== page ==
RU-94 Is Unnecessary For An Undocumented Alien
- Posted By: Harvey Brown
- February 1, 2002
This is a non published opinion. However, it does cite cases that are published which may be used to support the outcome.
The applicant, who only spoke Spanish, had an industrial injury. The applicant returned to work doing a lighter duty. Apparently it was the same job that the applicant returned to as opposed to a modified job. The applicant went to an agreed medical examiner (AME) who found the applicant permanent and stationary. The AME stated the applicant could continue in the present restricted job.
The applicant apparently had another industrial injury and continued to work in the restricted capacity only sporadically. The parties stipulated that the applicant had a permanent disability of 18% and vocational rehabilitation was not necessary. Apparently it was never argued on appeal that this stipulation was binding on the applicant for this appeal.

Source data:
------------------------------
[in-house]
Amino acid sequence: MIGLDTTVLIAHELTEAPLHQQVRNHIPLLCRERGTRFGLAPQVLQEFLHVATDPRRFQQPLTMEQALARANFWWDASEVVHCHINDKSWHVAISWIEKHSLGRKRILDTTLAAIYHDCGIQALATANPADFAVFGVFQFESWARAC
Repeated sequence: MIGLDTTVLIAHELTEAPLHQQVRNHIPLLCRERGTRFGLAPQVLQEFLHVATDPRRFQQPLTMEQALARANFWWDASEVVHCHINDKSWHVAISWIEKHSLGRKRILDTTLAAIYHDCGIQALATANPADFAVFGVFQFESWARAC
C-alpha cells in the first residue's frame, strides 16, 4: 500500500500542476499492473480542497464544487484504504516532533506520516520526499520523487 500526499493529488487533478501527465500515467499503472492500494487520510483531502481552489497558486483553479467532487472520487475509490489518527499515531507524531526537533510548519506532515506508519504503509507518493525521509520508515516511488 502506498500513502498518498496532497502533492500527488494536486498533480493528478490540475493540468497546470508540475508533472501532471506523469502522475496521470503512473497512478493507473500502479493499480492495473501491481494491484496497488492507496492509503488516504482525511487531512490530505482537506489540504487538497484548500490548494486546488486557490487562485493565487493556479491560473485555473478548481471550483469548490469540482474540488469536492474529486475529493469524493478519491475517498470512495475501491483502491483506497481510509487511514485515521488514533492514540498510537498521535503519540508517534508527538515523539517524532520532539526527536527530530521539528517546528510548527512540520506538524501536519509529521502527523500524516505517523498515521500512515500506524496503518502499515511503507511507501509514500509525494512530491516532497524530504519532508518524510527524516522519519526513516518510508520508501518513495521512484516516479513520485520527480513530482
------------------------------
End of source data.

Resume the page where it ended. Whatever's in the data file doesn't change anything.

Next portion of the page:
A Rehabilitation Unit conference was eventually held in which the applicant admitted she was an undocumented alien. The Rehabilitation Unit determined that the applicant was a “qualified injured worker” and entitled to vocational rehabilitation benefits. The Unit also determined that the offer of modified work was not sufficient because it was not made on form RU-94.
This decision was appealed to the Workers’ Compensation Judge (WCJ) who determined the applicant was merely performing light duty and not modified duty. The WCJ also determined that the offer of modified duty was not made on the official RU-94 form and therefore, the employer could not take credit for the previous time worked by the applicant in the lighter duty job.
On petition for reconsideration, by the defendant, the Workers’ Compensation Appeals Board (WCAB) agreed with the WCJ. The appellate court reviewed Del Taco v WCAB (2000) 79 Cal.App.4th 1437.
The appellate court in that case indicated that a worker is precluded from vocational rehabilitation because of mere undocumented status and not there permanent disability. The court determined that offering vocational rehabilitation beyond the modified work requirement, solely due to the worker’s undocumented status, violated the equal protection clause.
This court decided the RU-94 form is irrelevant when it is undisputed modified work is available since the applicant cannot accept the work. Therefore, the applicant was not entitled to rehabilitation.
Case: Liberty Mutual Ins. V. WCAB (Pinzon)
- Posted In: Work Injury